The new coaches which accompany these locomotives are of correct scale length, due to the ample radius adopted in the T.T.R. permanent way formation.”



Although the press announcement introduced two locomotives only one was produced in 1938 the other – the Flying Scotsman – had to wait until 1939.


The first set was of the Princess Elizabeth locomotive with three matching scale length coaches in a fine wooden presentation box.

Princess set 1

Catalogue  Number2/344


Princess 3

The Princess Elizabeth 4-6-2  catalogue 2/540


The prototype in 1936 had broken the record for a train from London to Scotland travelling at an average speed of 70 m.p.h ( 110 Km/h) for the 400 miles.  Trix reduced the gearing to copy a scale speed.  Collectors today sometimes feel their models are going too slow in comparison to a typical Trix 0-4-0, and worry if there is a fault, yet if the speed is measured and converted it will often be found to be at a realistic speed, there being no fault with the model loco as it is travelling at the speed Trix intended !!


Princess set 2

The locomotive was sold in a set with three coaches and also as a  single item




Pre war Scotsman set 3

The set was presented in a superb wooden, flannelette lined box, covered with blue rexine leather style cloth. On the inside of the lid a large Bassett-Lowke label was stuck.  Although some early cases had no label. Latter boxes had green or brown buttons on the outside near the catch to reflect the contents as either the green LNER or maroon LMS set.

Both chassis mechanism and uncoupling device for the locomotives was based on the German Trix Express 20/59.  Only after the war Trix produced chassis in England for the post war 4-6-2 locomotives.


The coaches were fitted with lights. Three different models were produced


LMS coach dinner

Catalogue  Number. 2/587 LMS Restaurant Car


LMS coach 1

Catalogue  Number 2/567 LMS 1st Class Corridor Coach


LMS coach 3rd

Catalogue  Number 2/577 LMS Brake Third Coach



Another new comer to add to the model railway’s realism was the remote controlled signal. Two types were produced.

signals 1

Catalogue  Numbers731,  735


A distant and home signal with a light


A remote uncoupler rail was introduced. This was a fascinating simple development put to good effect on the exhibition layout to show “fly” shunting.  Goods wagons were pushed to the top of a gradient, uncoupled and free wheeled down to be switched into different sidings. 

Uncoupling lealfet


Before we leave 1938 one of the most interesting developments was the start of a planned series of American models.  The first of these were a number of freight cars.

US freight 2

Catalogue  Numbers. 690,  685,  684,   687


US freight 3

Catalogue  Numbers 689,   688,  681,  682, also 683 (as 682 but with load)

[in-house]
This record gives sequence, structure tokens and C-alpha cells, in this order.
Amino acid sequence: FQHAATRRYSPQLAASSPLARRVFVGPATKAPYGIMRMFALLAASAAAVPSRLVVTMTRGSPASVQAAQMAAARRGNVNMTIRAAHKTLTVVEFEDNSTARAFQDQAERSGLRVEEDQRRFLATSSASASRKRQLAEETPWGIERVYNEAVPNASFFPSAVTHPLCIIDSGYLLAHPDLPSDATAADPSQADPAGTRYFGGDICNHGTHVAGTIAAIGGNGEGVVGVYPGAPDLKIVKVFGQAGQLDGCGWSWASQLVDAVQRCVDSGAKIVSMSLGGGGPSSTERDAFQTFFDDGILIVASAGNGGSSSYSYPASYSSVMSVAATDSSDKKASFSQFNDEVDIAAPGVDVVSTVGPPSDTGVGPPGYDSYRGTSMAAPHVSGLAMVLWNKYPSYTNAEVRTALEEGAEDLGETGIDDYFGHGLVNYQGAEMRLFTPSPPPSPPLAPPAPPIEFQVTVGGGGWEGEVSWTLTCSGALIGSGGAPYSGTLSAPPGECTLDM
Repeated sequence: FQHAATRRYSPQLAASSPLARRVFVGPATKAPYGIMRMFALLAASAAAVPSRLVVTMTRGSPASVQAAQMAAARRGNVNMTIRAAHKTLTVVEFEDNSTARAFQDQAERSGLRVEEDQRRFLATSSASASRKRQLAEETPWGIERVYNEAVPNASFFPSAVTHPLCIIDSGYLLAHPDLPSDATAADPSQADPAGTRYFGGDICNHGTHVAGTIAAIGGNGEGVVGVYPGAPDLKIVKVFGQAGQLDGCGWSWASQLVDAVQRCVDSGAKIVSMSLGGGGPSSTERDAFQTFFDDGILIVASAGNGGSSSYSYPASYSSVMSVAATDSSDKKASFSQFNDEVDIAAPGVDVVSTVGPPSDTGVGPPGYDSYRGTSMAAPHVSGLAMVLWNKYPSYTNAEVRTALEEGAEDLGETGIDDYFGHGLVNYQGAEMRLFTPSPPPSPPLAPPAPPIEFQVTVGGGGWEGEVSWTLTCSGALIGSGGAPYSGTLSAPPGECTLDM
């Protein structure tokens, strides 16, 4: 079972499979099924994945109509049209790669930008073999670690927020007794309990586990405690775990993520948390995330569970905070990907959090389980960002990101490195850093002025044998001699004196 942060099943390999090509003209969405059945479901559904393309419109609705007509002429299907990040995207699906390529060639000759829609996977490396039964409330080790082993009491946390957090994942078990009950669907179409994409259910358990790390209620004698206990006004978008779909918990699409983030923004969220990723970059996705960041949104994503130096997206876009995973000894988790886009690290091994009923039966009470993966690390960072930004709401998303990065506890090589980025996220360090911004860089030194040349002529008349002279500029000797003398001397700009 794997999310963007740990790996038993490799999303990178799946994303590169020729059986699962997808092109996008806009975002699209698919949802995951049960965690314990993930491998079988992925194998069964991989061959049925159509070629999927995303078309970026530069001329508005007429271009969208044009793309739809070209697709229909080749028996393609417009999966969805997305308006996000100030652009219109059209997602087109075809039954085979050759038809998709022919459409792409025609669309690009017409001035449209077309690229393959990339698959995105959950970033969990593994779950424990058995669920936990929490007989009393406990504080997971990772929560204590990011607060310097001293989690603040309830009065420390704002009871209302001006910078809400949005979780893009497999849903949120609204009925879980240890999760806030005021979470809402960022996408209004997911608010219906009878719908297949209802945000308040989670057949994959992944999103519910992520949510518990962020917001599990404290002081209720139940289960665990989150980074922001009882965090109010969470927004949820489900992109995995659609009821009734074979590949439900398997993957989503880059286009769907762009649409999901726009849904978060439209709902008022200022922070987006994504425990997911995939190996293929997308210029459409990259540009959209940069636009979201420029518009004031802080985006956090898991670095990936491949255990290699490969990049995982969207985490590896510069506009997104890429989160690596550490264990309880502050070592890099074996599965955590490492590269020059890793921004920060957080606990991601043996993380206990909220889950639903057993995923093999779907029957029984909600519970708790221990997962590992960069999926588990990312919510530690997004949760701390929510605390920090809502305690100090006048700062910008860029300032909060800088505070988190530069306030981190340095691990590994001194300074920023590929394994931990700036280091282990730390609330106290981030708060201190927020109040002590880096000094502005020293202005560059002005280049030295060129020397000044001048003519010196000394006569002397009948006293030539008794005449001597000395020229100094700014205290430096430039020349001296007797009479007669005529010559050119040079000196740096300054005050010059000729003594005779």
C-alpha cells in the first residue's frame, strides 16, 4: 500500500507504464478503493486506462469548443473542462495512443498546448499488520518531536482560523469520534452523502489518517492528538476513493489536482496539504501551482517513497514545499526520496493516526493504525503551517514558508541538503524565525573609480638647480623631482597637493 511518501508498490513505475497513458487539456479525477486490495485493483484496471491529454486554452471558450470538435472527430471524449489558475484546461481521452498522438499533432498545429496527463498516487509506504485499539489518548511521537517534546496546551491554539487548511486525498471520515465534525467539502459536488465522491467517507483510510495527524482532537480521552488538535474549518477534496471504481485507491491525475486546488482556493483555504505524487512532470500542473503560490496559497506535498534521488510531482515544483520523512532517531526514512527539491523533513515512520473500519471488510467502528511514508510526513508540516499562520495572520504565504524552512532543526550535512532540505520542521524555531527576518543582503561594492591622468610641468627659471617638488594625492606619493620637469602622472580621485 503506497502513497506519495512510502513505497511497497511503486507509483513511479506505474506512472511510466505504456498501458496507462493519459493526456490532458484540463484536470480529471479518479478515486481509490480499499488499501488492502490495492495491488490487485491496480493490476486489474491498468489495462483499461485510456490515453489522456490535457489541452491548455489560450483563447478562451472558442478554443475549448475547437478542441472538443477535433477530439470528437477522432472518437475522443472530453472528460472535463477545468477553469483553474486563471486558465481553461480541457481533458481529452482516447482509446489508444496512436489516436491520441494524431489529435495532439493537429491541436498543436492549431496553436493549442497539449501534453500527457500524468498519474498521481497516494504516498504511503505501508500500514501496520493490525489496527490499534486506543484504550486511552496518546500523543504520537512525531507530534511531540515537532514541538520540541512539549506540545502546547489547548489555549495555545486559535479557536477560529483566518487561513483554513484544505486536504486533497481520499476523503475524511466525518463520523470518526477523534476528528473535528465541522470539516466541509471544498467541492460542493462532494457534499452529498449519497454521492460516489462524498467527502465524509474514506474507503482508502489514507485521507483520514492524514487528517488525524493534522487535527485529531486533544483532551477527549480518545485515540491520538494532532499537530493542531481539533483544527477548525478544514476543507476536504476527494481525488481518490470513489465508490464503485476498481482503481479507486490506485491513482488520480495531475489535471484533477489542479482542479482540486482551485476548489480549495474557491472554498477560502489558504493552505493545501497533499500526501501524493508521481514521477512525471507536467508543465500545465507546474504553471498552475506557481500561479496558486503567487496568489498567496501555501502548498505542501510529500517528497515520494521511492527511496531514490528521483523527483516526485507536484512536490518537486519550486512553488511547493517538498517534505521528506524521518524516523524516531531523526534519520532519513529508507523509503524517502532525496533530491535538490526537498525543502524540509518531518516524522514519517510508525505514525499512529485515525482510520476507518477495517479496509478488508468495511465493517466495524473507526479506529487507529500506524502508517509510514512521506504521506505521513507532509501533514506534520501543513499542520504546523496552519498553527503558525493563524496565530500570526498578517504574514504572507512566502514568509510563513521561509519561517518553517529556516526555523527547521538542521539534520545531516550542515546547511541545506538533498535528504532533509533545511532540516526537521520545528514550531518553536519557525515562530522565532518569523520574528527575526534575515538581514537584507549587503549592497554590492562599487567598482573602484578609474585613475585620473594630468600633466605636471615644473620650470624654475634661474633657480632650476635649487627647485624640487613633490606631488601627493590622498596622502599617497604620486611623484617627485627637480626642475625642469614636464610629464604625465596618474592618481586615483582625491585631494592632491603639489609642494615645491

This was probably a joint planned initiative with Trix Express in Germany, since T.T.R did not produced an American locomotive. Whilst TE produced the now very rare and much sort after American 4-6-2 based on the German 20/59 with automatic uncoupling in the tender.  Earlier TE had produced an 0-4-0 with a red cowcatcher on the front for the American market. This was just a German loco with the cowcatcher added.  British fans had to wait until the late 1940’s before a TTR American loco was produced.


All of the other items could be seen in the 1938 catalogue

Catalogue 1938



 Latter in 1938 but possibly early in 1939 one additional freight car was added, but not shown in the catalogue until late 1939, i.e. the refrigerator car :-

US freight 4

Catalogue  Number 686



so to :




Sometime in 1939 the long awaited “Flying Scot” was introduced.  Announced in the Spring of 1938 it is not certain when it first appeared.  The 1938 catalogue showed the loco only, whilst the 1939 catalogue showed the complete set.


Pre war Scotsman set 2

Catalogue  Number 4/344

Sold in the same style wooden presentation box as the Princess”set


Pre war Scotsman set 6

Catalogue  Number 4/540


Scotsman set 2

The set usually had a 1st class and two brake 3rd coaches, some sets had the dinning car instead of one break 3rd s.


LNER coach dinner

Catalogue  Number 4/587 LNER Restaurant Car


LNER coach 1

 Catalogue  Number 4/567 LNER 1st Class Corridor Coach


LNER coach 3rd

Catalogue  Number 4/577 LNER Brake Third Coach


The Flying Scot locomotive holds the World record for the longest non-stop scheduled run for a steam train. In 1939 it regularly covered the 393 miles from London to Edinburgh in seven hours or an average speed of 56.1 miles per hour.



Once again in the Spring Trix announced the new models planned to be introduced latter that year.  Sad to say due to events in September in Europe of that year, some of these were never produced other than a prototype for the Spring B.F.I.  Yet some wonderful models were produced  :-